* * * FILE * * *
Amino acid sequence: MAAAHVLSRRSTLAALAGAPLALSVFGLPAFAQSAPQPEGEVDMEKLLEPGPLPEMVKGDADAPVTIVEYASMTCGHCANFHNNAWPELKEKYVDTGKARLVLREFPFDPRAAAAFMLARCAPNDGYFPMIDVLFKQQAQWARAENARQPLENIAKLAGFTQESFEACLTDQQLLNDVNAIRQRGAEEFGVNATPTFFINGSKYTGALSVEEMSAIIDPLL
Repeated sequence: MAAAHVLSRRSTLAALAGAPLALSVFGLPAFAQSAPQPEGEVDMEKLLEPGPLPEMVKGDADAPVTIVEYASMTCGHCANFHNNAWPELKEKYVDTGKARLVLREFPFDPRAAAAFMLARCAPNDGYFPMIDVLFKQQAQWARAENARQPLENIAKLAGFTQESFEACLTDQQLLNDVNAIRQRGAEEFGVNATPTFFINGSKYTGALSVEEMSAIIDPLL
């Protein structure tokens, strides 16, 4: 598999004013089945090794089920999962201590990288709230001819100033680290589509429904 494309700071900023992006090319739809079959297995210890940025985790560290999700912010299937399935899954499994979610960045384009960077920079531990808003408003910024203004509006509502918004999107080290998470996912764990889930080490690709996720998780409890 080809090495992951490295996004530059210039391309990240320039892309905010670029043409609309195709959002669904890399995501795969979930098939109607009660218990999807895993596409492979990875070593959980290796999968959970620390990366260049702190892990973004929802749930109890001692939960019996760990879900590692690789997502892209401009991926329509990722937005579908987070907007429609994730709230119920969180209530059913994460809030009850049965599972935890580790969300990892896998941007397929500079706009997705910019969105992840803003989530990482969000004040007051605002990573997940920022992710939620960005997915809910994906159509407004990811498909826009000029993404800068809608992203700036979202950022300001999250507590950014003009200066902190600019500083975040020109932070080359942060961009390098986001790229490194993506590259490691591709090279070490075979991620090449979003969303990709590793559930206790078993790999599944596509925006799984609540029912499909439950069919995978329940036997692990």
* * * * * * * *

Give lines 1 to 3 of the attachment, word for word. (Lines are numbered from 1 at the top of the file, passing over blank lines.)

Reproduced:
Amino acid sequence: MAAAHVLSRRSTLAALAGAPLALSVFGLPAFAQSAPQPEGEVDMEKLLEPGPLPEMVKGDADAPVTIVEYASMTCGHCANFHNNAWPELKEKYVDTGKARLVLREFPFDPRAAAAFMLARCAPNDGYFPMIDVLFKQQAQWARAENARQPLENIAKLAGFTQESFEACLTDQQLLNDVNAIRQRGAEEFGVNATPTFFINGSKYTGALSVEEMSAIIDPLL
Repeated sequence: MAAAHVLSRRSTLAALAGAPLALSVFGLPAFAQSAPQPEGEVDMEKLLEPGPLPEMVKGDADAPVTIVEYASMTCGHCANFHNNAWPELKEKYVDTGKARLVLREFPFDPRAAAAFMLARCAPNDGYFPMIDVLFKQQAQWARAENARQPLENIAKLAGFTQESFEACLTDQQLLNDVNAIRQRGAEEFGVNATPTFFINGSKYTGALSVEEMSAIIDPLL
């Protein structure tokens, strides 16, 4: 598999004013089945090794089920999962201590990288709230001819100033680290589509429904 494309700071900023992006090319739809079959297995210890940025985790560290999700912010299937399935899954499994979610960045384009960077920079531990808003408003910024203004509006509502918004999107080290998470996912764990889930080490690709996720998780409890 080809090495992951490295996004530059210039391309990240320039892309905010670029043409609309195709959002669904890399995501795969979930098939109607009660218990999807895993596409492979990875070593959980290796999968959970620390990366260049702190892990973004929802749930109890001692939960019996760990879900590692690789997502892209401009991926329509990722937005579908987070907007429609994730709230119920969180209530059913994460809030009850049965599972935890580790969300990892896998941007397929500079706009997705910019969105992840803003989530990482969000004040007051605002990573997940920022992710939620960005997915809910994906159509407004990811498909826009000029993404800068809608992203700036979202950022300001999250507590950014003009200066902190600019500083975040020109932070080359942060961009390098986001790229490194993506590259490691591709090279070490075979991620090449979003969303990709590793559930206790078993790999599944596509925006799984609540029912499909439950069919995978329940036997692990």